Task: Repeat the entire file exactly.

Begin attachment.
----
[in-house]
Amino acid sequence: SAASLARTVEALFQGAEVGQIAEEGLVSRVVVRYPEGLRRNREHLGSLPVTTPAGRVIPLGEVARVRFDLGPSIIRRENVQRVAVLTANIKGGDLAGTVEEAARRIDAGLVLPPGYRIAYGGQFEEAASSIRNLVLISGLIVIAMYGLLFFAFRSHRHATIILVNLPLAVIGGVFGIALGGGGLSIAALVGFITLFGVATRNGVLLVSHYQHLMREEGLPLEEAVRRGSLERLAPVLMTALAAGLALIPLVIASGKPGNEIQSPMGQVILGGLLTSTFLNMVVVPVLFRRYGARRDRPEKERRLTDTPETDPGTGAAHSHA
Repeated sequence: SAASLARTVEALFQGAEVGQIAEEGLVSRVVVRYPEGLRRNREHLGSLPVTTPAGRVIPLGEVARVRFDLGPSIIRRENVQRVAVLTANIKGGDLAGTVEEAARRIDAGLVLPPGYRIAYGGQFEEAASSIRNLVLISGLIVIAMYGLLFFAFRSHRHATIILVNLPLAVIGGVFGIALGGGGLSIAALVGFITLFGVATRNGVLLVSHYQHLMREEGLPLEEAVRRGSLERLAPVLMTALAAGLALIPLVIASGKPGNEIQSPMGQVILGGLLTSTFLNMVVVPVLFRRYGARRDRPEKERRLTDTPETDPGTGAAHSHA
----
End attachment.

[in-house]
Amino acid sequence: SAASLARTVEALFQGAEVGQIAEEGLVSRVVVRYPEGLRRNREHLGSLPVTTPAGRVIPLGEVARVRFDLGPSIIRRENVQRVAVLTANIKGGDLAGTVEEAARRIDAGLVLPPGYRIAYGGQFEEAASSIRNLVLISGLIVIAMYGLLFFAFRSHRHATIILVNLPLAVIGGVFGIALGGGGLSIAALVGFITLFGVATRNGVLLVSHYQHLMREEGLPLEEAVRRGSLERLAPVLMTALAAGLALIPLVIASGKPGNEIQSPMGQVILGGLLTSTFLNMVVVPVLFRRYGARRDRPEKERRLTDTPETDPGTGAAHSHA
Repeated sequence: SAASLARTVEALFQGAEVGQIAEEGLVSRVVVRYPEGLRRNREHLGSLPVTTPAGRVIPLGEVARVRFDLGPSIIRRENVQRVAVLTANIKGGDLAGTVEEAARRIDAGLVLPPGYRIAYGGQFEEAASSIRNLVLISGLIVIAMYGLLFFAFRSHRHATIILVNLPLAVIGGVFGIALGGGGLSIAALVGFITLFGVATRNGVLLVSHYQHLMREEGLPLEEAVRRGSLERLAPVLMTALAAGLALIPLVIASGKPGNEIQSPMGQVILGGLLTSTFLNMVVVPVLFRRYGARRDRPEKERRLTDTPETDPGTGAAHSHA